// Bad Design is Everywhere //
As all computer and typography minded people know, there are a few characters in the Roman alphabet which closely resemble one another: O's and 0's, 1's and I's, and so on. What I can't believe is how the people designing the state freaking license plates didn't choose to avoid this situation. At a glance, there's no way to know whether this plate features a zero, then an o, or an o before a zero.
Now, typically, the zero is the thinner version of the two, but best practice usually means either using a zero with a diagonal running through its width, OR doing away with one of the characters in the system all together if possible. In the case of license plates, the former option would work well and the latter option would work even better.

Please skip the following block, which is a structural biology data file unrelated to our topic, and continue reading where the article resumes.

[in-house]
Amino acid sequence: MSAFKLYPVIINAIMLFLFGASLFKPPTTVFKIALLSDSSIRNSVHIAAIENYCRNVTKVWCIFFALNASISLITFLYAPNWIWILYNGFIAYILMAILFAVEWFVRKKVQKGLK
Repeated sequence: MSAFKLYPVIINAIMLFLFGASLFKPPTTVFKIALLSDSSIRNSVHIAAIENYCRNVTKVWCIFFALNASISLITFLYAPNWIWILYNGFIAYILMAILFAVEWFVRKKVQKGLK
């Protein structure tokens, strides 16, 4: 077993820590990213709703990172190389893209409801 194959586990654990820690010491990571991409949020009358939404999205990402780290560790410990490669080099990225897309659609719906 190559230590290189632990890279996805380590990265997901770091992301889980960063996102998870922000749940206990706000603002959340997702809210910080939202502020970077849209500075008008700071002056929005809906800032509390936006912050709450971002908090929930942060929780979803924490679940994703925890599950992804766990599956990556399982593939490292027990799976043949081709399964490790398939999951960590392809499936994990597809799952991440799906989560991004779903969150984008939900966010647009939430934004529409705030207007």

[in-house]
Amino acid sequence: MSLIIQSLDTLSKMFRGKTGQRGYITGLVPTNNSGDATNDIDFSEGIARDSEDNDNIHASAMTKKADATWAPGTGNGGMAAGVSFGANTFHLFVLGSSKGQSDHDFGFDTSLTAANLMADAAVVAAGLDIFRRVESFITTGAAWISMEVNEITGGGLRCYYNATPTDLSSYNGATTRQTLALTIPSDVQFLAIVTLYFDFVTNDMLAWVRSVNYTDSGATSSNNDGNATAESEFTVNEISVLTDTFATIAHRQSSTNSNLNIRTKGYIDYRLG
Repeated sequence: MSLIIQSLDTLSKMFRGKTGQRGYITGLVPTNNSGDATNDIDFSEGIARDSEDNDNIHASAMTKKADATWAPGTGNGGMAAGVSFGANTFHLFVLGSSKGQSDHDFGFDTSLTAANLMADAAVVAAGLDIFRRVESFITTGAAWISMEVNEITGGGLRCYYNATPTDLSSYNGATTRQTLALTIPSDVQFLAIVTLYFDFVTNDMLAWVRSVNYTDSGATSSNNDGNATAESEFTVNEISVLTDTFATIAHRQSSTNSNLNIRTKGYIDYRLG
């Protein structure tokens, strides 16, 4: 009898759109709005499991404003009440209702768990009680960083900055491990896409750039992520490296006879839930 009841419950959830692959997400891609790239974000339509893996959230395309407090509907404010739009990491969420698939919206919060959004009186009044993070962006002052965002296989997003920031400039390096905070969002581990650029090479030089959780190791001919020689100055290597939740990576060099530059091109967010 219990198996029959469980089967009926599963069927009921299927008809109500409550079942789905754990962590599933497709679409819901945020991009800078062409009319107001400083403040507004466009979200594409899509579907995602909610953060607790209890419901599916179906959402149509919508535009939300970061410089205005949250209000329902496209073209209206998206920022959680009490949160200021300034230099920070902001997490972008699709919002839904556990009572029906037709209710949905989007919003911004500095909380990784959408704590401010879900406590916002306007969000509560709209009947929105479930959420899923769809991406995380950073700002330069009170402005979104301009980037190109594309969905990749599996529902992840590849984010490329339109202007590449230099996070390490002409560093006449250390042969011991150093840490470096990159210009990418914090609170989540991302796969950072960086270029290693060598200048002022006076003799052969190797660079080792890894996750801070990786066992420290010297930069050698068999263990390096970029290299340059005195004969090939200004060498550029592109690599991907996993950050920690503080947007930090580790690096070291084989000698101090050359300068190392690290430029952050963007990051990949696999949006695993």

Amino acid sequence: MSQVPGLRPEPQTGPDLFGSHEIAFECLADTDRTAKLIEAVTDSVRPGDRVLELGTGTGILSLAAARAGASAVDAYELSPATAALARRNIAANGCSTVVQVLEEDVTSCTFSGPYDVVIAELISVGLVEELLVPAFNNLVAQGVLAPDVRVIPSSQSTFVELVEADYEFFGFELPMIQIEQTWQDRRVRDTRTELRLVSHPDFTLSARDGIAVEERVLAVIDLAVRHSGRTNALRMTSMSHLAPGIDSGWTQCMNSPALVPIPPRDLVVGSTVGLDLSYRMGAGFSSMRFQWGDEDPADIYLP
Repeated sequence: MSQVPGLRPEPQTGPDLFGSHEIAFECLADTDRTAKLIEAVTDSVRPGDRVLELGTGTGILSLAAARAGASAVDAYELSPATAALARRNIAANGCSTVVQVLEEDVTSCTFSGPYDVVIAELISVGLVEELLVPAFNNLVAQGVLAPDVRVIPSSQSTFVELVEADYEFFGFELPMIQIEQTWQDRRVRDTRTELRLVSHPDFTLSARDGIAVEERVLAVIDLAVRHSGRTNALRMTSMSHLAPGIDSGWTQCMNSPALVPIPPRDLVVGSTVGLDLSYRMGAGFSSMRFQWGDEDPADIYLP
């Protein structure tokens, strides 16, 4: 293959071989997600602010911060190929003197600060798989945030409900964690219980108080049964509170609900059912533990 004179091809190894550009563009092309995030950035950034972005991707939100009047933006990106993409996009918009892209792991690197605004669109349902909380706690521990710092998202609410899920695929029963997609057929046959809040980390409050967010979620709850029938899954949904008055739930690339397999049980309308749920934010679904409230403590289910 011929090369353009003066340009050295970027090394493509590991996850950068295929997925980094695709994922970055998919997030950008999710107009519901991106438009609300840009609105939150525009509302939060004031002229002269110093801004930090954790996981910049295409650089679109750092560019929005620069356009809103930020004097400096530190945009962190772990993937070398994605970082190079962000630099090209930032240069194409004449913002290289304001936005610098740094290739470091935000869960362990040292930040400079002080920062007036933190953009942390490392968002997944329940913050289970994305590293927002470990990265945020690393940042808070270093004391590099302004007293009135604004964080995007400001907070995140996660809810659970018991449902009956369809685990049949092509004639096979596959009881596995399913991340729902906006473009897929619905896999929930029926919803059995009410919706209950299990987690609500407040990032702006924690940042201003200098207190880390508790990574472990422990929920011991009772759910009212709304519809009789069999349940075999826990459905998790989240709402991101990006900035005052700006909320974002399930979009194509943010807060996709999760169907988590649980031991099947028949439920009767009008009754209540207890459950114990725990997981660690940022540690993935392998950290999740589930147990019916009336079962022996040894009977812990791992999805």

Based on the plate above, you might be thinking that Colorado plates solve this problem by designating the first set (of three characters) as letters and the second set as numerals, but this is not the case. These sets of numerals and letters are completely interchangeable across all the license plates in use.
Since most scenarios involving license plates require speed and precision, there really is no margin for error.